The administration of US President Joe Biden has spoken out in support of a recently filed Texas abortion ban lawsuit led by five women who have been denied reproductive health care in the state.
On Tuesday, Vice President Kamala Harris issued a statement calling the women’s stories “devastating.”
“As the president and I have long made clear, taking away women’s right to make their own reproductive health care decisions puts women’s health at risk, with potentially life-threatening consequences,” Harris said.
The lawsuit, filed late Monday, seeks an injunction against Texas’ abortion ban because of what it calls “uncertainty” in the language of the law.
Currently, Texas has a near-total ban on abortion, enacted under Senate Bill 8 (SB 8), which went into effect in September 2021. But the law contains an exception for medical emergencies.
Monday’s complaint, however, says the exception is ill-defined, which has “caused and threatens to cause irreparable harm” to pregnant individuals who cannot receive life-saving care.
“With the threat of losing their medical licenses, fines of hundreds of thousands of dollars and up to 99 years in prison hanging over their heads, it is no wonder doctors and hospitals are turning away patients – even patients in medical emergencies,” the lawsuit explains.
Prosecutors have called on the county court in Travis County, Texas, to issue guidelines clarifying “the scope” of the state’s exceptions to abortion laws.
While challenging abortion bans is relatively common in the US, this is believed to be the first time pregnant women have filed a lawsuit challenging the restrictions since the Supreme Court’s decision to strike down Roe v Wade in June 2022.
That decision ended the constitutional right to abortion, which had been in effect for nearly 50 years.
Texas is one of 13 states in the US with a nearly complete ban on abortion. Many of them are clustered in Republican-led areas in the South: several of Texas’ neighbors, including Oklahoma, Louisiana and Arkansas, are also under near-total restrictions.
Each of the five women’s cases is explained in the court case. According to the documents, one of the accusers, 35-year-old Amanda Zurawski, had been trying for years to father a child with her husband, her childhood sweetheart.
She finally got pregnant in 2022, but 17 weeks into the pregnancy, her cervix started to dilate prematurely. Her water broke and she was soon admitted to the emergency room.
Doctors kept her overnight in hopes she would go into premature labor, the lawsuit explains. “Amanda was told that under the Texas abortion ban, there was no other medical care the hospital could provide.”
Doctors made it clear the fetus would not survive, the lawsuit says. But faced with an uncertain delivery that could take hours, days or even weeks, the hospital sent Zurawski home. There she developed sepsis, a serious and sometimes fatal condition.
Only then could the doctors grant an abortion, the lawsuit explains.
In septic shock, she was admitted to an intensive care unit (ICU) and treated for three days. But the infection caused scar tissue so severe that one of her fallopian tubes was permanently blocked.
“Because of the Texas abortion ban, she almost lost her own life and spent days in the ICU for septic infections whose lasting effects threaten her fertility and make it more difficult, if not impossible, to conceive again in the future. ”explains the lawsuit.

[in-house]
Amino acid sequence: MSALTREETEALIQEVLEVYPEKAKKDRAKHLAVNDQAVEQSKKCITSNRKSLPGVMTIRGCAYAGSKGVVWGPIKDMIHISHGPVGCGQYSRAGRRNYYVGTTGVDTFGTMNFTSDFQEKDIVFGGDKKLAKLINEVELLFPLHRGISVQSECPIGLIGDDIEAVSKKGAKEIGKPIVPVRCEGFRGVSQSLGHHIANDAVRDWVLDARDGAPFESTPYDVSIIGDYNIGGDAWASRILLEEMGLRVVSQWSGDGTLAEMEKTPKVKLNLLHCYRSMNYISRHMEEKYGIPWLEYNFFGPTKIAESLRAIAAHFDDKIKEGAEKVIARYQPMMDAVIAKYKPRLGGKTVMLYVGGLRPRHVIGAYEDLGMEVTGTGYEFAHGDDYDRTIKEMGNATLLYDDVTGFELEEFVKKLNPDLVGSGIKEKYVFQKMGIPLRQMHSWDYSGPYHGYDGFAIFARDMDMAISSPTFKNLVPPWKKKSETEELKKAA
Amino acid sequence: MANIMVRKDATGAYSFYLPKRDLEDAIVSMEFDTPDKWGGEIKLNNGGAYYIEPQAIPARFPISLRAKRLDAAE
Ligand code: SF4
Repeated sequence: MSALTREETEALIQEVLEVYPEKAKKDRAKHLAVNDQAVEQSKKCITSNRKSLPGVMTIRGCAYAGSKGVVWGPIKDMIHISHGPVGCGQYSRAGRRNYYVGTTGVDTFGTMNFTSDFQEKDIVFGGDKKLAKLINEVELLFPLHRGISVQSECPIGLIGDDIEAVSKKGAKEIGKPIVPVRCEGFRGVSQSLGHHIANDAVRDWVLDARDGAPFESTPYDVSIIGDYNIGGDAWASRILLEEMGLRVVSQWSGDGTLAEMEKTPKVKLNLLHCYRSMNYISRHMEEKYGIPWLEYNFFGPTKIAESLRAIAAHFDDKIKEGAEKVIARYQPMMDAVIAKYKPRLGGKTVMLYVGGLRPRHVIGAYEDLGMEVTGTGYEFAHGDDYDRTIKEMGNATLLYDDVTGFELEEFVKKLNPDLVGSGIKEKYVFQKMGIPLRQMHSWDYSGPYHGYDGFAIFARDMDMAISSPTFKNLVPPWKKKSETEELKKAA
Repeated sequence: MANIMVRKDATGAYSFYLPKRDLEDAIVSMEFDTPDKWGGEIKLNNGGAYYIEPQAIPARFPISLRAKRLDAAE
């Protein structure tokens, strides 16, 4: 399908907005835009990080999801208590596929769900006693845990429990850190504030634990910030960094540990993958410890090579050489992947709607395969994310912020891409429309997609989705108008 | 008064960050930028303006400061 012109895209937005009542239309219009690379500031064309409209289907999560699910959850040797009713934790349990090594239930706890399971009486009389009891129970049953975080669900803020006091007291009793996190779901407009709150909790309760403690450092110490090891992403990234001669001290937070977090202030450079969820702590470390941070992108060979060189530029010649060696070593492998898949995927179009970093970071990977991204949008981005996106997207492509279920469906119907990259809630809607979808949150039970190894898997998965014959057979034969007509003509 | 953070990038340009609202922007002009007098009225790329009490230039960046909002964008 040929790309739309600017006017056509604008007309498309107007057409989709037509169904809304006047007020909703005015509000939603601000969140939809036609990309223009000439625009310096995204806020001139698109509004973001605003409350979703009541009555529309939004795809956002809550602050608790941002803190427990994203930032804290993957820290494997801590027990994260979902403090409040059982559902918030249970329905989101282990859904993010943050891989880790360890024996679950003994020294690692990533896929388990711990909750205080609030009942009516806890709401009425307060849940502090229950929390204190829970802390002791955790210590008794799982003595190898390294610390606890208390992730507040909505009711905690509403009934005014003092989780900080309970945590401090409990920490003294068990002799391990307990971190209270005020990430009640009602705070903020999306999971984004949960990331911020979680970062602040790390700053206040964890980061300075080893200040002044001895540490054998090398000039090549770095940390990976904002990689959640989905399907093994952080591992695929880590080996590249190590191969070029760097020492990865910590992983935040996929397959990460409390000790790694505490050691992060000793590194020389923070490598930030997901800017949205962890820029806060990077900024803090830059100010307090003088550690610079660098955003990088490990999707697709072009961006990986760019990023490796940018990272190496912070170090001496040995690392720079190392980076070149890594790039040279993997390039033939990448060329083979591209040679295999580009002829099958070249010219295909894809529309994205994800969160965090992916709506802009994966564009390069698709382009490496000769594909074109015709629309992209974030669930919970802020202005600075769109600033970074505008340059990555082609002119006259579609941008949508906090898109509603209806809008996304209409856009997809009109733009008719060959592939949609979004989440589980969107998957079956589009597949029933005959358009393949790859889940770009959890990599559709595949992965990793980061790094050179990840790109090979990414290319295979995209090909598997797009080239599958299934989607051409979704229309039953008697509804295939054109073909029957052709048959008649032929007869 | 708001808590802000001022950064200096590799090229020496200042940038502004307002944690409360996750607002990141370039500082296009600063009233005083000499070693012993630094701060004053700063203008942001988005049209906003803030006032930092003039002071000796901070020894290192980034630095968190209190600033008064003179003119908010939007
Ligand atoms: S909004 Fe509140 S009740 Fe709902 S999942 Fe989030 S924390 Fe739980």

Another woman named in the lawsuit, Lauren Miller, was pregnant with twins, one of whom had abnormalities that made the fetus unlikely to survive, including limited brain development and an incomplete abdominal wall.
But despite health problems threatening both Miller and the second fetus, doctors in Texas felt unable to abort the twins, the lawsuit said.
Miller eventually had to leave the state to have the abortion, and her pregnancy with the other twins proceeded “without complications”.
Other women in the lawsuit described stress, anxiety and depression as they were forced to seek out-of-state abortions to avoid potentially life-threatening health crises.
Some also had to navigate the logistics of travel while dealing with the possibility of septic shock or premature birth.
“Abortion bans impede or delay necessary obstetric care,” the lawsuit reads.
“Contrary to their stated purpose of advancing life, the bans expose pregnant people to risks of death, injury and disease, including loss of fertility – making it less likely that any family seeking to bring children into the world will be able to will be to do so and survive the experience.
A spokesman for Texas Attorney General Ken Paxton issued a statement via email responding to the lawsuit.
In it, Paxton’s office affirmed that the Republican is “determined to do everything in his power to protect mothers, families and unborn children, and will continue to defend and enforce the laws duly enacted by the Legislature power of Texas”.
The Democrat-led White House, meanwhile, denounced “ongoing attacks on women’s health care” in a news conference on Tuesday.
Karine Jean-Pierre, White House press secretary, linked Monday’s lawsuit to a bill introduced Tuesday in Florida to ban nearly all abortions after six weeks.
“We know that these bans are already having a devastating impact on women’s health,” Jean-Pierre said, pointing to the Texas lawsuit.
She called the content “gruesome details of needless pain, all because of extreme efforts by Republican officials to strip away a woman’s ability to make her own health care decisions.”